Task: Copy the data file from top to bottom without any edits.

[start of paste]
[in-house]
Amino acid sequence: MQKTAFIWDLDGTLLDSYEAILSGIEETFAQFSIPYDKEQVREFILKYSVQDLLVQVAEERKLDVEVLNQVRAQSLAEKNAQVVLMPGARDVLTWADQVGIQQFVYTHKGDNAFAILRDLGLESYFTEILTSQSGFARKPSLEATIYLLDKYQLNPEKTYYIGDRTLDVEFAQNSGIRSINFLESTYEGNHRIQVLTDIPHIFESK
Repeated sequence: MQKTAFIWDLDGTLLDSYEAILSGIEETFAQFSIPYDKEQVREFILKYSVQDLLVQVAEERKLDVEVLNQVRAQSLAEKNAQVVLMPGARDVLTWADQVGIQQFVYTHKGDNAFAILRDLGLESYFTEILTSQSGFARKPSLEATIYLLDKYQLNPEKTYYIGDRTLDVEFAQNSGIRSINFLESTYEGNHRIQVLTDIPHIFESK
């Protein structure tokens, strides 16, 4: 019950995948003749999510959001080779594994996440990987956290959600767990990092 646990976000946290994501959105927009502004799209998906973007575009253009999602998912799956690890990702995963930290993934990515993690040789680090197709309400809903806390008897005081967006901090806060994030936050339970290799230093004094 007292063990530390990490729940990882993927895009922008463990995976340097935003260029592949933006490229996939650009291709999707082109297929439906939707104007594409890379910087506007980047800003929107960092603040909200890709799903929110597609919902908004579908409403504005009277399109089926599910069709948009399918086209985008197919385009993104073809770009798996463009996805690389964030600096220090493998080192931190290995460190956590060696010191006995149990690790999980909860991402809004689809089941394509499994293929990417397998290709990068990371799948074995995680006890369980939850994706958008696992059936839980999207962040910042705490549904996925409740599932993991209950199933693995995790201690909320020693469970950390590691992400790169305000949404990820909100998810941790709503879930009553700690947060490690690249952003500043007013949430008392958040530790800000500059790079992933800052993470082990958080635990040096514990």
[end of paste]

[in-house]
Amino acid sequence: MQKTAFIWDLDGTLLDSYEAILSGIEETFAQFSIPYDKEQVREFILKYSVQDLLVQVAEERKLDVEVLNQVRAQSLAEKNAQVVLMPGARDVLTWADQVGIQQFVYTHKGDNAFAILRDLGLESYFTEILTSQSGFARKPSLEATIYLLDKYQLNPEKTYYIGDRTLDVEFAQNSGIRSINFLESTYEGNHRIQVLTDIPHIFESK
Repeated sequence: MQKTAFIWDLDGTLLDSYEAILSGIEETFAQFSIPYDKEQVREFILKYSVQDLLVQVAEERKLDVEVLNQVRAQSLAEKNAQVVLMPGARDVLTWADQVGIQQFVYTHKGDNAFAILRDLGLESYFTEILTSQSGFARKPSLEATIYLLDKYQLNPEKTYYIGDRTLDVEFAQNSGIRSINFLESTYEGNHRIQVLTDIPHIFESK
């Protein structure tokens, strides 16, 4: 019950995948003749999510959001080779594994996440990987956290959600767990990092 646990976000946290994501959105927009502004799209998906973007575009253009999602998912799956690890990702995963930290993934990515993690040789680090197709309400809903806390008897005081967006901090806060994030936050339970290799230093004094 007292063990530390990490729940990882993927895009922008463990995976340097935003260029592949933006490229996939650009291709999707082109297929439906939707104007594409890379910087506007980047800003929107960092603040909200890709799903929110597609919902908004579908409403504005009277399109089926599910069709948009399918086209985008197919385009993104073809770009798996463009996805690389964030600096220090493998080192931190290995460190956590060696010191006995149990690790999980909860991402809004689809089941394509499994293929990417397998290709990068990371799948074995995680006890369980939850994706958008696992059936839980999207962040910042705490549904996925409740599932993991209950199933693995995790201690909320020693469970950390590691992400790169305000949404990820909100998810941790709503879930009553700690947060490690690249952003500043007013949430008392958040530790800000500059790079992933800052993470082990958080635990040096514990």